Photo: Dag Thorenfeld
He also arrives Monday in the wake of a conference held by the group formed by Virgin brand owner Sir Richard Branson, the British mega-entrepreneur, that urged major private sector investors to get on board with creating a timeline focused road map for reducing carbon emissions and creating new jobs.
While on a five day trip in Washington and New York, Hauge hopes to meet with members of several US departments, including the Energy Department, lawmakers and their staffs, and fellow NGOs engaged in the fight to push real and lasting climate legislation and public and private sector cooperation out of the mud.
But it will be a baptism by fire in the US political process as Hauge arrives at point at which efforts to pass climate and energy legislation this year suffered a perhaps fatal blow Saturday, April 24th when South Carolina Senator Lindsey Graham (South Carolina), the key Republican supporter of the bill, withdrew his support because of what he said was a “cynical political” decision by Democrats to move immigration legislation first, another hot domestic issue that has kept the Obama Administration’s eyes focussed close to home.
US climate legislation suffers a setback
Graham’s move has forced the other two authors of the bill, Senators John Kerry, the Massachusetts Democrat and Connecticut’s Independent, Joe Lieberman, to cancel a much anticipated news conference planned for today at which they were to have unveiled draft legislation they had worked on with Graham.
Graham told reporters he was convinced that Democrats have decided to push for an overhaul of immigration law in an effort to mobilize Hispanic voters and accused the Democrats of ignoring the need to mount a focused effort to pass a climate and energy bill.
Graham said that he did not see how the Senate could pass any climate and energy bill this year if Senate Democratic leaders and President Obama pushed for immigration reform.
“The political environment that we needed to have a chance to pass the bill has been completely destroyed” by the push for immigration reform Graham told reporters. “What was hard has become impossible.”
The bipartisan approach that had been the hallmark of the proposed Kerry-Graham-Lieberman appears to have been shattered because of competing priorities. Senator Harry Reid, a Nevada Democrate and Leader of the Senate, comes from a state where immigration reform would get much support from the heavy Hispanic vote. Graham has more or less accused Reid of backing off on climate legislation in order to push immigration reform – something that Reid denies.
Kerry has said that he will continue to press for passage of comprehensive climate legislation.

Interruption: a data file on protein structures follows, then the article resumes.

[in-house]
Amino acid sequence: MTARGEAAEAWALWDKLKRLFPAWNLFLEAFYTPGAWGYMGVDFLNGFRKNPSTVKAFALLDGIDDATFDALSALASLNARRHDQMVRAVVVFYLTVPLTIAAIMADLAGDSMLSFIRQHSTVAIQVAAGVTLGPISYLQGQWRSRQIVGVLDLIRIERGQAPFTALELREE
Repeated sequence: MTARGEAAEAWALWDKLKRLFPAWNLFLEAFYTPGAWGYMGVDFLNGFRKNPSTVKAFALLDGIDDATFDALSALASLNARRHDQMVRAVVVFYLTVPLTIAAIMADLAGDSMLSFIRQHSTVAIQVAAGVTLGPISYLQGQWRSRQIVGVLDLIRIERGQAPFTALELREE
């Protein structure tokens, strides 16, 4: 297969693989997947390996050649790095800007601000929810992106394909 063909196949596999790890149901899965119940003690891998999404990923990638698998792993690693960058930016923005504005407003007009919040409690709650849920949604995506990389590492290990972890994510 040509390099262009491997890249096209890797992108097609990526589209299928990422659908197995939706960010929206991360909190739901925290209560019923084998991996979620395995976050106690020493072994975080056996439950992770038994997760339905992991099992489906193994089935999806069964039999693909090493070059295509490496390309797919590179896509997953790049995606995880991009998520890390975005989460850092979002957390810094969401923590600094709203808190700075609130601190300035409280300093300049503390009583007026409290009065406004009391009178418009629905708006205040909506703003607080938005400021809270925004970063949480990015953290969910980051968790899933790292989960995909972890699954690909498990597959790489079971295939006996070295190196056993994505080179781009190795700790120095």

The cancellation the Monday press conference is a blow to the progress of the legislation this year. The legislation would have capped US greenhouse gas emissions and expanded oil, gas and nuclear power production.
The announcement was scheduled to take place at 11.00am in the Senate’s historic Kennedy Caucus Room, the site of hearings on the sinking of the Titanic, the Vietnam war and Watergate scandal. Big energy companies such as Shell and General Electric were reported to have said they would also attend.
Carbon War Room calls on the private sector to fight climate change
Earlier in Washington DC last week, the “Carbon War Room” held a two day meeting on “Creating Climate Wealth.” Bellona USA participated in the conference, which had a challenging goal – to create a time-bound road map for carbon emissions and new job creation.
Branson, the founder of Carbon War Room opened the meeting arguing that now was the time for venture capitalists, private equity investors and US industrial giants to demonstrate that cutting greenhouse gas emissions can drive long- and short-term profits as well as boost America’s still ailing economy.
If businesses and governments fail to address global warming, Branson said at the meeting, the problems could outstrip the damage done during World Wars I and II. Branson said that cargo shipping, airlines, cities and housing are some of the low hanging fruit.
Branson added that the public’s uncertainty about the science of global warming shouldn’t be a significant factor. He said the goals of the struggle against climate change remained the same: “To get out the message that dwindling resources is a fact of life, that reliance on foreign energy is not a good idea, and, in any event, energy is running short, particularly oil, and we need to come up with other answers.”
With the US climate and energy bill in rough waters, and calls from powerful members of the private sector to deepen efforts toward a more environmentally friendly world, Hauge is likely to observe some rough political terrain while in Washington.
It is hoped that Bellona, as an international organisation, can help influence some of the debate for quick climate action.